Human rights activist Carl Wilkens honored in Sarasota for his efforts during Rwandan genocide listen01/24/11 Andrea Lypka
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Human rights activist Carl Wilkens was honored in Sarasota on January 23 at the Incarnation Catholic Church for his effort to end the genocide and help rebuild Rwanda.
When the American Embassy was evacuating people in Rwanda during the genocide, Carl Wilkens chose to stay in Kigali. His choice to stay and try to help resulted in preventing a massacre of refugees and children at the Gisimba Orphanage. It was towards the end of the 1994 genocide.
â€œOne day I showed up with waterâ€¦ and the (need for) water was desperate. First time I drove in there were graves for the little ones who were dying from diarrhea. They didnâ€™t have water to drink much less trying to keep things sanitized. I brought water there throughout and now it coming to an end. Of course, we donâ€™t not know when it is going to end. We never knew. We are surrounded by 50 militia,â€ he said during his speaking tour in Sarasota.
Wilkens risked his life to provide medicine, water and food for the children. He even asked for help from the Hutu Prime Minister, Jean Kambanda, one of the people who allegedly planned the genocide. As a result, the childrenâ€™s lives were spared, they were moved out to a safe place and Wilkens returned to the orphanage to pick up some blankets and cooking pots.
â€œAnd I come face to face with the militia leader and 12 of his guys who had been there 2 days earlier. I was terrified when I saw him. He was shocked to see me. I pulled the letter from my pocket, my hands were shaking, he sees the signature of the colonel on the bottom of the letter and says of course, the orphans need their things. And he orders to the guys behind him to help me load my truck."
Around 1 million people were killed in 100 days. For some people, staying home was like a suicide.
â€œBut my wife and I we have a relationship with God and if you find something good you do it. If we are only going to protect our interest it is just no way to live. We didnâ€™t think I would die, the back window of my car was shot at â€¦ by all measures, I should have been killed several times,â€ he said.
Wilkens was head of the Adventist Development and Relief Agency International, an organization that built schools and hospitals. Not only did Wilkins stay in Rwanda during the genocide but he also stayed there to rebuild the country.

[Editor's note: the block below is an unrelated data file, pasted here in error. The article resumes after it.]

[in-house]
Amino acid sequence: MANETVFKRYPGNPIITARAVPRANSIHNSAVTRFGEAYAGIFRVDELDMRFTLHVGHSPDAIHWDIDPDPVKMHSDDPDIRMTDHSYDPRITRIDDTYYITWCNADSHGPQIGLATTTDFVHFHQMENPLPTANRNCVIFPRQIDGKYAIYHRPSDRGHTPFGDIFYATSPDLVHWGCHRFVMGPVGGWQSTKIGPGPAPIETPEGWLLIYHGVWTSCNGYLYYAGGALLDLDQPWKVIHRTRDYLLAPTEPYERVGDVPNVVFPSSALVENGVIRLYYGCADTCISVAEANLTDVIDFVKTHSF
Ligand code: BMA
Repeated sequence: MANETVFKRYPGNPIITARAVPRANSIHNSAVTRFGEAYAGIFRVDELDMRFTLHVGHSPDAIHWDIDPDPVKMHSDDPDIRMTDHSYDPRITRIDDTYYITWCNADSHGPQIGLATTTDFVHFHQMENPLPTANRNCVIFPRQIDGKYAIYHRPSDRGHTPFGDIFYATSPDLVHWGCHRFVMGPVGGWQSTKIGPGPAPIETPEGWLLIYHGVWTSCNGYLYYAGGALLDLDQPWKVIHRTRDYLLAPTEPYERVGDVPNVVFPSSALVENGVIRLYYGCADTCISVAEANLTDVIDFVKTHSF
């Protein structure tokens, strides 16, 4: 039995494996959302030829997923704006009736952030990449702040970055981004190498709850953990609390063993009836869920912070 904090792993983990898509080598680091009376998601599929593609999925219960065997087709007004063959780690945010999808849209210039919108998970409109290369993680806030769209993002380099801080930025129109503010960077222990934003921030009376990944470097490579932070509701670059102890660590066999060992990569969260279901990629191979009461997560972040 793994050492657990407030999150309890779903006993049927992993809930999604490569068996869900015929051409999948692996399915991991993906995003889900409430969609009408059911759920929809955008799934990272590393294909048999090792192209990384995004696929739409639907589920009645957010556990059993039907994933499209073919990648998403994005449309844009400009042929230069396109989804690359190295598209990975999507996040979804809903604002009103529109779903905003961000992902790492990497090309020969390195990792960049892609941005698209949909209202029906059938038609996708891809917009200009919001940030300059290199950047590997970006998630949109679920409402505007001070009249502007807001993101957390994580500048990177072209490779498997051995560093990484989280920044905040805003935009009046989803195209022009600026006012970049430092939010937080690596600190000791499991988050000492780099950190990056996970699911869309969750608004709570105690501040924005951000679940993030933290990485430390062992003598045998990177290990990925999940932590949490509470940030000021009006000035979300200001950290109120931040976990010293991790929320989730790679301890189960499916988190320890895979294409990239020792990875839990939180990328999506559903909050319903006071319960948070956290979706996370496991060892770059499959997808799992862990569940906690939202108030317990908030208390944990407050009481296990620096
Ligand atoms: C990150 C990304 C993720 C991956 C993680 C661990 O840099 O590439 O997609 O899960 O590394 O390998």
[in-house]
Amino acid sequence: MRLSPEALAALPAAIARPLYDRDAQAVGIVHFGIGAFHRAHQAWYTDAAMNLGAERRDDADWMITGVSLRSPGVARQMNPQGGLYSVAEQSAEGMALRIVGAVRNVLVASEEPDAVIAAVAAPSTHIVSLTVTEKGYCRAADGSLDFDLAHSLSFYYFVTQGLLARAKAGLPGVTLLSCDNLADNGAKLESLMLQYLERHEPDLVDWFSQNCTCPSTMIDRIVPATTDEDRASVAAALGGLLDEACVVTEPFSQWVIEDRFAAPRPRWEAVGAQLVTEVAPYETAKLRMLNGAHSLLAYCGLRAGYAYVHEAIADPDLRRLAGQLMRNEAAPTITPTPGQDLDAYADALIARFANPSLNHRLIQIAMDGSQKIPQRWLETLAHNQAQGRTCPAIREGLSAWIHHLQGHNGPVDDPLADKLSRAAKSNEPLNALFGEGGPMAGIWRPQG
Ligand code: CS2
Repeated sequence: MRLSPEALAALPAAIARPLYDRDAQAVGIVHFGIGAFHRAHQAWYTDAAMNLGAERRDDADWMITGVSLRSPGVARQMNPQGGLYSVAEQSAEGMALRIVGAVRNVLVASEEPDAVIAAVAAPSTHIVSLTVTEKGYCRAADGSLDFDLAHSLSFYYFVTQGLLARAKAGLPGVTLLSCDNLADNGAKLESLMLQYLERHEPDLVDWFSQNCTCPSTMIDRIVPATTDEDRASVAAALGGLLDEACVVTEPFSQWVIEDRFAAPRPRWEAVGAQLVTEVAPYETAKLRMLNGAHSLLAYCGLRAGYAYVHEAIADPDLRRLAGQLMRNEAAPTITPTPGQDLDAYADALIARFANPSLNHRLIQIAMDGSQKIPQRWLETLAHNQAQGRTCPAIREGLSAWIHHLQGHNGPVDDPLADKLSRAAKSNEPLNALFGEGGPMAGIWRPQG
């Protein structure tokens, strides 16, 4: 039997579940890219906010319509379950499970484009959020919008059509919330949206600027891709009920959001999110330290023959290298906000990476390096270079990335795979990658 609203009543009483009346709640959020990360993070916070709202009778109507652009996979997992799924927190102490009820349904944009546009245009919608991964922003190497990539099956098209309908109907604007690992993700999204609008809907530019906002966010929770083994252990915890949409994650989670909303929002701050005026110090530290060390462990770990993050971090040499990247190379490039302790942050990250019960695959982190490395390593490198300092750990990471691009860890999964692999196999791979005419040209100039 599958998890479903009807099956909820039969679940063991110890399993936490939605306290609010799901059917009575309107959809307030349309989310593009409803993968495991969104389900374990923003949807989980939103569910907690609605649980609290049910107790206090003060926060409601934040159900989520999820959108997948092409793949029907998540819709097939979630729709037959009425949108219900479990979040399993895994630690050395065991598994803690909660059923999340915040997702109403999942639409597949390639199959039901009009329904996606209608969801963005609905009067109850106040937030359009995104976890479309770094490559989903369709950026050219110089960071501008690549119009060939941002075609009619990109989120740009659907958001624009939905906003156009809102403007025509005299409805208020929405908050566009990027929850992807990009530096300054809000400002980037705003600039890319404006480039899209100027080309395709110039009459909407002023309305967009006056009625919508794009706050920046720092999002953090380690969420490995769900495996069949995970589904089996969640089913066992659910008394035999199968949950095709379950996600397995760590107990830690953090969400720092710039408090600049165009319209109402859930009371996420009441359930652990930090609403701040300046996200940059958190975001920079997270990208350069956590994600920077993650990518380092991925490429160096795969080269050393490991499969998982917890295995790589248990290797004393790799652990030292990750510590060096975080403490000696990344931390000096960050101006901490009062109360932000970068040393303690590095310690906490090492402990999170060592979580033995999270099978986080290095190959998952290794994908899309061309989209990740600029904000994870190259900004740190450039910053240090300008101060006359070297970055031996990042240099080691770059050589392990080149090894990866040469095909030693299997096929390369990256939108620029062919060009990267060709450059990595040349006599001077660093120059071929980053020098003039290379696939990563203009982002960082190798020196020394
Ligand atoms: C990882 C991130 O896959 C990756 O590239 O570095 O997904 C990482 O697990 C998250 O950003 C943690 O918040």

â€œAs Rwanda has been rebuilding, I think they have been an intentional about several things, one being restoring a sense of credibility in the government, about bringing accountability and transparency. It is by no means transparent but they are making strides against towards that direction,â€ he said.
Wilkens says several changes have occurred since the genocide. Education and health care systems also have improved in the country and Rwandans have become more self-reliant.
â€œI visited with the ombudsman in the country â€¦. He says that our main emphasis is teaching people to take ownership in their community. When things like this happen, people need to take ownership in their community and not just look out for somebody to come and solve their problem.â€
Carl Wilkensâ€™ human rights activism continues. He has returned from his trip to Rwanda last week and he now shares his experiences across America as the director of World Outside My Shoes, a nonprofit organization.
â€œIts goal is to educate and to inspire people to build bridges, kind of step out, speak out against us and them thinking. For us it always starts with stories from Rwanda, and then we move towards more us and them thinking in our society,â€ he said
Last week, Wilkens saw children playing soccer.
â€œRwandansâ€¦. This gives me chills. Rwandans qualified for the Under 17 World Cup. And do your math, these were kids born at the time of the genocide. I get so excited when I think that the world sees Rwanda through a different window than those three months of genocide,â€ he said.
The event in Sarasota was organized by the Humanity Working to End Genocide, a group of over 55 organizations in Manatee County with the mission to create awareness of the genocide throughout the world. Wilkens next speech will be in the second week of April at the Florida Holocaust Museum in St. Petersburg.